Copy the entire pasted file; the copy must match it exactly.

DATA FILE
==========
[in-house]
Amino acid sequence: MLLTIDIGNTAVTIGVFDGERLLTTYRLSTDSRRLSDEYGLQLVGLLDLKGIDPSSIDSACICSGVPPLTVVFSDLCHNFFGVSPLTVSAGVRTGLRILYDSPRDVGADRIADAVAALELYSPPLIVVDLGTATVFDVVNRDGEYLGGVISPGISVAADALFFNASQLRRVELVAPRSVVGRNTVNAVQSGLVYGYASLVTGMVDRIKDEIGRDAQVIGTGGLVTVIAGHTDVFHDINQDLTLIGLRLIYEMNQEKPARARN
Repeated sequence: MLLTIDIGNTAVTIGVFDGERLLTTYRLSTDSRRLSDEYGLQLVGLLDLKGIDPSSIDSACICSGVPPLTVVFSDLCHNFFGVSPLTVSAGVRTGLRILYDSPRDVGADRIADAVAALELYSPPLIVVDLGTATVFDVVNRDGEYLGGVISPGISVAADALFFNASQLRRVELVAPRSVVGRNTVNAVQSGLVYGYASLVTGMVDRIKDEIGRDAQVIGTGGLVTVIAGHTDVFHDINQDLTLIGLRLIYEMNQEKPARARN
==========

[in-house]
Amino acid sequence: MLLTIDIGNTAVTIGVFDGERLLTTYRLSTDSRRLSDEYGLQLVGLLDLKGIDPSSIDSACICSGVPPLTVVFSDLCHNFFGVSPLTVSAGVRTGLRILYDSPRDVGADRIADAVAALELYSPPLIVVDLGTATVFDVVNRDGEYLGGVISPGISVAADALFFNASQLRRVELVAPRSVVGRNTVNAVQSGLVYGYASLVTGMVDRIKDEIGRDAQVIGTGGLVTVIAGHTDVFHDINQDLTLIGLRLIYEMNQEKPARARN
Repeated sequence: MLLTIDIGNTAVTIGVFDGERLLTTYRLSTDSRRLSDEYGLQLVGLLDLKGIDPSSIDSACICSGVPPLTVVFSDLCHNFFGVSPLTVSAGVRTGLRILYDSPRDVGADRIADAVAALELYSPPLIVVDLGTATVFDVVNRDGEYLGGVISPGISVAADALFFNASQLRRVELVAPRSVVGRNTVNAVQSGLVYGYASLVTGMVDRIKDEIGRDAQVIGTGGLVTVIAGHTDVFHDINQDLTLIGLRLIYEMNQEKPARARN